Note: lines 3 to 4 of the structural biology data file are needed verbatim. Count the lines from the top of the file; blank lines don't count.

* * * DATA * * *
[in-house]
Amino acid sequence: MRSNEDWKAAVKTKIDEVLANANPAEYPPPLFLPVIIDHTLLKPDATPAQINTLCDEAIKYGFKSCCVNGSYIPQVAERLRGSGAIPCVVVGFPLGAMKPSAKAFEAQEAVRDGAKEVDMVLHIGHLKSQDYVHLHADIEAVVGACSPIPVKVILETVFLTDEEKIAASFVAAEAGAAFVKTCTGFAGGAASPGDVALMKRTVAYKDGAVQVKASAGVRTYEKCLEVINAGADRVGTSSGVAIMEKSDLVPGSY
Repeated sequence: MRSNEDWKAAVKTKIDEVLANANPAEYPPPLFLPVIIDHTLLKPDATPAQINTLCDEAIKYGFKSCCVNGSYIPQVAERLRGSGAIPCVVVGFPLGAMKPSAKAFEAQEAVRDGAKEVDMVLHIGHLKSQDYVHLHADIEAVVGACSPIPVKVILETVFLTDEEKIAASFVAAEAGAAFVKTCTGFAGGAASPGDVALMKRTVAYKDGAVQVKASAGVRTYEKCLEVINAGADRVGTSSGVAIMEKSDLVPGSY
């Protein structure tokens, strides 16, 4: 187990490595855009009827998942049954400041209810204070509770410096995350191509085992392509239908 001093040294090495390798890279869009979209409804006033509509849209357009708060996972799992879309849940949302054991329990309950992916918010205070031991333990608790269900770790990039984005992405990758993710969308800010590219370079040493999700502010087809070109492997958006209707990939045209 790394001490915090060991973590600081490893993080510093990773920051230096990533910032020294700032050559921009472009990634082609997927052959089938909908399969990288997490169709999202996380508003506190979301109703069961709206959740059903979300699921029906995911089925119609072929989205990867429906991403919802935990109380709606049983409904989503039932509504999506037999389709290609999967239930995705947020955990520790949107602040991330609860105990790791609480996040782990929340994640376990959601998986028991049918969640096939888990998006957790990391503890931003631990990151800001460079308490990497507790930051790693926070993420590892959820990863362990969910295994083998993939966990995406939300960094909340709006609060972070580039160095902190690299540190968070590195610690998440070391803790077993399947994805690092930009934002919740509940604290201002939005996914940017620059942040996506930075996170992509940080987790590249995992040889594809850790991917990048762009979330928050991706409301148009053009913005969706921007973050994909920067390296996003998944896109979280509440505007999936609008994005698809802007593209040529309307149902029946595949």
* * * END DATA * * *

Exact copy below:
Repeated sequence: MRSNEDWKAAVKTKIDEVLANANPAEYPPPLFLPVIIDHTLLKPDATPAQINTLCDEAIKYGFKSCCVNGSYIPQVAERLRGSGAIPCVVVGFPLGAMKPSAKAFEAQEAVRDGAKEVDMVLHIGHLKSQDYVHLHADIEAVVGACSPIPVKVILETVFLTDEEKIAASFVAAEAGAAFVKTCTGFAGGAASPGDVALMKRTVAYKDGAVQVKASAGVRTYEKCLEVINAGADRVGTSSGVAIMEKSDLVPGSY
């Protein structure tokens, strides 16, 4: 187990490595855009009827998942049954400041209810204070509770410096995350191509085992392509239908 001093040294090495390798890279869009979209409804006033509509849209357009708060996972799992879309849940949302054991329990309950992916918010205070031991333990608790269900770790990039984005992405990758993710969308800010590219370079040493999700502010087809070109492997958006209707990939045209 790394001490915090060991973590600081490893993080510093990773920051230096990533910032020294700032050559921009472009990634082609997927052959089938909908399969990288997490169709999202996380508003506190979301109703069961709206959740059903979300699921029906995911089925119609072929989205990867429906991403919802935990109380709606049983409904989503039932509504999506037999389709290609999967239930995705947020955990520790949107602040991330609860105990790791609480996040782990929340994640376990959601998986028991049918969640096939888990998006957790990391503890931003631990990151800001460079308490990497507790930051790693926070993420590892959820990863362990969910295994083998993939966990995406939300960094909340709006609060972070580039160095902190690299540190968070590195610690998440070391803790077993399947994805690092930009934002919740509940604290201002939005996914940017620059942040996506930075996170992509940080987790590249995992040889594809850790991917990048762009979330928050991706409301148009053009913005969706921007973050994909920067390296996003998944896109979280509440505007999936609008994005698809802007593209040529309307149902029946595949």